Beijing health officials on Monday denied the Chinese capital has been placed under a coronavirus lockdown but nevertheless ordered residents “not to go out unless necessary, including not go to crowded places, and not go out to meals and parties,” which will doubtless leave many of them feeling locked down in all but name.
China’s state-run Global Times said the not-a-lockdown was imposed “as a response to the mounting pressure of soaring Covid-19 cases in the city,” which ostensibly included 237 new confirmed cases and 170 asymptomatic infections on Monday.
“The current round of cluster infections appeared in the capital city is not only due to the reason of strong infectiousness, fast transmission and short incubation period of the Omicron variant BF.7, a subvariant of BA.5., but also affected by an increased risk of transmission of other respiratory diseases such as influenza,” said health officials quoted by the Global Times.
Beijing health officials said they would move many of the city’s mobile coronavirus testing units into the hard-hit Chaoyang district. Once all of the equipment has been relocated, Chaoyang residents will have nearly 2,000 testing sites at their disposal and will be forcefully encouraged to use them.
“More attention has to be paid to mass nucleic acid testing at community level in the district to accurately assess the development of the epidemic and to cut off the chain of transmission of the virus as soon as possible,” the Beijing epidemic control working group said.
Chinese officials were eager to use their two favorite new talking points when discussing the coronavirus situation in Beijing: boasting that the latest set of less ham-fisted epidemic protocols are “scientific and precise,” but should not be taken as an example of the Communist Party “lying flat,” or goofing off.
According to another Global Times report on Monday, residents of coronavirus-infected Hebei province and its capital city of Shijiazhuang are asking on social media if their authoritarian government is considering “full relaxation” of its zero-Covid policies or “lying flat,” and, of course, high-ranking bureaucrats rushed out to insist they are doing no such thing:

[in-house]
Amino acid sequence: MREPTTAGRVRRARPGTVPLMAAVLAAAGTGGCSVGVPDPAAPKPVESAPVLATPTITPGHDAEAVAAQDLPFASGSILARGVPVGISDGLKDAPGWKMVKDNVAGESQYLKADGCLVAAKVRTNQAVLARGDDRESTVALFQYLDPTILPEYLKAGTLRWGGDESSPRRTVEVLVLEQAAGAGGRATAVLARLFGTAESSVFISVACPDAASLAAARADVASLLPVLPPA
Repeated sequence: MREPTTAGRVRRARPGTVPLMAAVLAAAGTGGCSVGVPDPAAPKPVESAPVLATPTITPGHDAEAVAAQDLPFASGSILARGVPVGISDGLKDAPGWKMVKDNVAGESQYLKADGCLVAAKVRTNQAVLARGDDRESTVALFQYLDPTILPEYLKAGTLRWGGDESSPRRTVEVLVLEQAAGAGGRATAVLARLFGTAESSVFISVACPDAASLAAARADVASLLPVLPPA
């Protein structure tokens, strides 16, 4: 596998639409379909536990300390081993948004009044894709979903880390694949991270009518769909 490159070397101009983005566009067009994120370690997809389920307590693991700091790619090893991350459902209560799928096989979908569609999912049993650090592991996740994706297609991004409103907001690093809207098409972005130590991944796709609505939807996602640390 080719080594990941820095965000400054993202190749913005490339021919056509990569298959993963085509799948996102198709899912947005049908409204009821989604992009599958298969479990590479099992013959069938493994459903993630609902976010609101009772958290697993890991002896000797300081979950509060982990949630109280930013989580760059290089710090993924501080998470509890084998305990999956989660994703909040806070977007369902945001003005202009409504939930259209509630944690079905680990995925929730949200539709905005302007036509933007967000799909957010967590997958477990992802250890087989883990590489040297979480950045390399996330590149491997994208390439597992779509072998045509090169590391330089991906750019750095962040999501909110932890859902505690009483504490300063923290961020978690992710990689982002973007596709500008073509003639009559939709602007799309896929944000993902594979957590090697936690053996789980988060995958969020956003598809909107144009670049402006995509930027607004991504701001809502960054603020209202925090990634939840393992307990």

On Monday morning, Zhang Chaochao, the city’s Party Chief, visited Hebei Normal University to check the epidemic prevention and control work. Zhang said that the further optimization and adjustment of epidemic prevention and control measures is a concrete action to implement the recently released 20 measures to optimize COVID-19 response.
It is by no means “lying flat” or ignoring the situation, nor is it the so-called full relaxation. It is to further make the prevention and control work more scientific and accurate, resolutely control those that should be controlled, and let go of those that should be, and preventing one-size-fits-all approach, Zhang said.
On Sunday, local government issued an open letter, saying to the public that optimizing and adjusting the prevention and control measures is not to relax the prevention and control measures, let alone “lying flat.” The city government firmly adheres to putting the people and life in the first place, unswervingly implement the general strategy of “preventing import from outside and preventing rebound from inside” and resolutely preventing simplification and one-size-fits-all approach, the letter said.
“Simplification” and “one-size-fits-all” are catchphrases for the Chinese Communist Party’s new spin that its coronavirus policies were always perfect, but some local officials might have applied them a bit too vigorously, without properly considering the needs and special qualities of each city and province.
“Local governments have also set up direct hotlines to respond to residents’ concerns and address doubts in a timely manner, making strategies more precise, measures more effective, and more satisfying and affordable to the public, sparing no effort to ensure people’s safety and health,” the Global Times reassured its readers, signaling that cities like Shijiazhuang can expect a much smoother experience than the helpless inmates of Shanghai during that city’s brutal lockdown last spring.